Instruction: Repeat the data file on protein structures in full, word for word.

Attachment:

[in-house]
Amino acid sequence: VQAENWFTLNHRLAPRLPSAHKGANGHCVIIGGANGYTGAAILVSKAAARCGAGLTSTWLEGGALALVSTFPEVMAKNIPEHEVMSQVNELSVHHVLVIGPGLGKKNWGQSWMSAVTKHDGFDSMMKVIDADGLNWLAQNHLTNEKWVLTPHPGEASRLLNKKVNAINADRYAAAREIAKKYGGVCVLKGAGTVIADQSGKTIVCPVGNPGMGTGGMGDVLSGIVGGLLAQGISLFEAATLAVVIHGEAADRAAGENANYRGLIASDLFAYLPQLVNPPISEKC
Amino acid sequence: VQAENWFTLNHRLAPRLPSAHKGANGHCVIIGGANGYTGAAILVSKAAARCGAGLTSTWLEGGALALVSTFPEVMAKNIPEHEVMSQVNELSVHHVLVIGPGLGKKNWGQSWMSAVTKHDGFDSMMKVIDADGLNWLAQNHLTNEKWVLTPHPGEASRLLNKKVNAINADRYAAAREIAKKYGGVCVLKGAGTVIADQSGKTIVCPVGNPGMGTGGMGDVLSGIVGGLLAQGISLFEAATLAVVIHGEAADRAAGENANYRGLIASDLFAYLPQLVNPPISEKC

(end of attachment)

[in-house]
Amino acid sequence: VQAENWFTLNHRLAPRLPSAHKGANGHCVIIGGANGYTGAAILVSKAAARCGAGLTSTWLEGGALALVSTFPEVMAKNIPEHEVMSQVNELSVHHVLVIGPGLGKKNWGQSWMSAVTKHDGFDSMMKVIDADGLNWLAQNHLTNEKWVLTPHPGEASRLLNKKVNAINADRYAAAREIAKKYGGVCVLKGAGTVIADQSGKTIVCPVGNPGMGTGGMGDVLSGIVGGLLAQGISLFEAATLAVVIHGEAADRAAGENANYRGLIASDLFAYLPQLVNPPISEKC
Amino acid sequence: VQAENWFTLNHRLAPRLPSAHKGANGHCVIIGGANGYTGAAILVSKAAARCGAGLTSTWLEGGALALVSTFPEVMAKNIPEHEVMSQVNELSVHHVLVIGPGLGKKNWGQSWMSAVTKHDGFDSMMKVIDADGLNWLAQNHLTNEKWVLTPHPGEASRLLNKKVNAINADRYAAAREIAKKYGGVCVLKGAGTVIADQSGKTIVCPVGNPGMGTGGMGDVLSGIVGGLLAQGISLFEAATLAVVIHGEAADRAAGENANYRGLIASDLFAYLPQLVNPPISEKC